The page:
Additionally, to win a lawsuit, the spouse would have to show that the conduct of even a legally careless factory or warehouse owner was, more likely than not, a source of his or her COVID-19 and a significant causal factor in his or her case. Since the very problem with COVID-19 is that it is caused by a highly contagious, pervasive virus and since we are assuming the spouse contracted the disease upon reopening, there will be many ways in which the worker and the worker’s spouse could have been exposed to the virus. Showing that, more probably than not, it was the worker’s exposure at the factory or warehouse that caused the spouse’s particular illness and also that the workplace exposure more probably than not directly caused the spouse’s COVID-19 would be daunting.

Even if the spouse could make out legal carelessness and causation, the warehouse or factory owner would be able to argue for a reduction in its responsibility for damages if it can show that the spouse engaged in legally careless conduct that exposed him or her to the virus and that this exposure played a significant causal role in the spouse’s illness. Any inattentiveness to handwashing, mask-wearing, or social distancing by the spouse would ground this sort of defense. The more instances of legal carelessness by the spouse, the more likely that his or her own conduct swamped any causal role played by his or her partner’s workplace exposure.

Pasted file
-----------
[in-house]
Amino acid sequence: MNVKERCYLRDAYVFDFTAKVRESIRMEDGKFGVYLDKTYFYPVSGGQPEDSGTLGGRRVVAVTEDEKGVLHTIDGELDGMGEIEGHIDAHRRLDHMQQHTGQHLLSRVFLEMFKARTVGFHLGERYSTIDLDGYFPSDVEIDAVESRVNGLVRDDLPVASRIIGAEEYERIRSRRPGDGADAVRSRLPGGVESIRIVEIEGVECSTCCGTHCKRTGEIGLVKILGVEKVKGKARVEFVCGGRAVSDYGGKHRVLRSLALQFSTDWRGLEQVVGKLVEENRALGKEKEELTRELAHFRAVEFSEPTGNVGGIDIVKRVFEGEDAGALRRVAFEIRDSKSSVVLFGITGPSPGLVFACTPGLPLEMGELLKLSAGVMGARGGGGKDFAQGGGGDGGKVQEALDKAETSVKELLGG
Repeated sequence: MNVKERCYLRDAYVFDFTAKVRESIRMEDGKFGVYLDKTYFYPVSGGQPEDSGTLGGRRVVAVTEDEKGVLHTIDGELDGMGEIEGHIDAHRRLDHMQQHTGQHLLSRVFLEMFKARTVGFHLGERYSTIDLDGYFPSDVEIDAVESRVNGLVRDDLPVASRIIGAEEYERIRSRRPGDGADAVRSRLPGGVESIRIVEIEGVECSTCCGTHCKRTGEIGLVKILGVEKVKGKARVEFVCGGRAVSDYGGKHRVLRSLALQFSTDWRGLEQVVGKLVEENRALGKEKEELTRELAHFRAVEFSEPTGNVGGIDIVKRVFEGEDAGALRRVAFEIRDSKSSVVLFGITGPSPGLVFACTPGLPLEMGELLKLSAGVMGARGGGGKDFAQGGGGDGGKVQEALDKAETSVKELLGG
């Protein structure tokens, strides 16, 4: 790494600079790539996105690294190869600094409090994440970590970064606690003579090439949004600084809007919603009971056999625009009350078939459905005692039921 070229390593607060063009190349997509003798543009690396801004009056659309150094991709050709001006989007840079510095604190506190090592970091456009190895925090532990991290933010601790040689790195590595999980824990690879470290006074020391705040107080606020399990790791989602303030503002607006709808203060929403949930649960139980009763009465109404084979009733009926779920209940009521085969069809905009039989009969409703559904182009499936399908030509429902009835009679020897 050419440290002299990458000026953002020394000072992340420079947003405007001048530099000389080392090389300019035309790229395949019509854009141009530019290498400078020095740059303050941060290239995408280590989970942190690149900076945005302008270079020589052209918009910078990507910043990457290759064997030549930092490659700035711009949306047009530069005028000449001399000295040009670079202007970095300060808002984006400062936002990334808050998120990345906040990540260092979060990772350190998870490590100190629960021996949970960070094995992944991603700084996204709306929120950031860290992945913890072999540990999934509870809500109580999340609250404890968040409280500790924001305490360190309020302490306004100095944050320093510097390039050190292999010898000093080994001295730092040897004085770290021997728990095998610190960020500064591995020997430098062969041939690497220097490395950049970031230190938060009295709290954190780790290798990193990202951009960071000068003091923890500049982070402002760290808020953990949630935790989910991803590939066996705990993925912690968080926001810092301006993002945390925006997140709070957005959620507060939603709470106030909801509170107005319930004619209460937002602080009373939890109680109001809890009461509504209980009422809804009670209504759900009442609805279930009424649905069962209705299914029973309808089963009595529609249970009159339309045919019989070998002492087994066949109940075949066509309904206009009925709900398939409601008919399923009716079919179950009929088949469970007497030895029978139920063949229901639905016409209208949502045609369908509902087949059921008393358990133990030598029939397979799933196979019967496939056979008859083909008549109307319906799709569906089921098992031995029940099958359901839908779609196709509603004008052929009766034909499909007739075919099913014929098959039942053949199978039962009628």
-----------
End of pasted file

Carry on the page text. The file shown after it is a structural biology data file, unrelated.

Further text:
As this example illustrates, between being able to rebut claims of carelessness and causation and citing victim’s own conduct as a source of their illnesses, businesses stand a good chance of prevailing in COVID-19 tort suits brought against them. Typically, that means would-be plaintiffs would find it difficult to find lawyers to bring such suits. Plaintiffs’ attorneys litigating personal injury cases generally only get paid if their client wins the suit, so attorneys decline improbable claims.

If, however, millions of Americans have no place to turn for assistance in bearing the costs of sickness and death from COVID-19, some attorneys might bring suit, hoping the sheer number of sick and ill plaintiffs will encourage liability insurers to settle rather than pay the costs of defending in court. Unlike litigation, settlement would not differentiate those employers and businesses whose careless conduct causes extra infections from employers and businesses acting prudently and safeguarding against enhanced rates of disease.

In this way, even cautious businesses could end up bearing the medical expenses, lost wages, and pain and suffering of ill and deceased workers and consumers.

Ordinarily, businesses deal with the prospect of litigation and settlement by reducing the risks they create or by raising their prices to cover liability insurance premiums. The drive for immunity suggests: American businesses recognize that they cannot do much to reduce the incidence of COVID-19 as the economy reopens; they anticipate large scale serious illness; and they do not think they can simply pass along the costs of liability insurance to consumers, presumably because the threat of illness-driven claims is making liability insurance expensive.

We should be sensitive to businesses’ push for liability immunity when tort law does not actually warrant fear of liability. The push tells us that businesses do fear claims. Science tells us that millions of Americans will suffer illness and death from COVID-19 in the coming months. However, neither factor justifies liability immunity for businesses. If we cannot or will not cover the costs of a pandemic by paying higher prices for goods and services nor limit costs by staying home, and if we do not want to leave COVID-19 victims without funds for medical care and living expenses,  we need systematic social welfare funds to meet the needs of the sick and the dependents of those who die.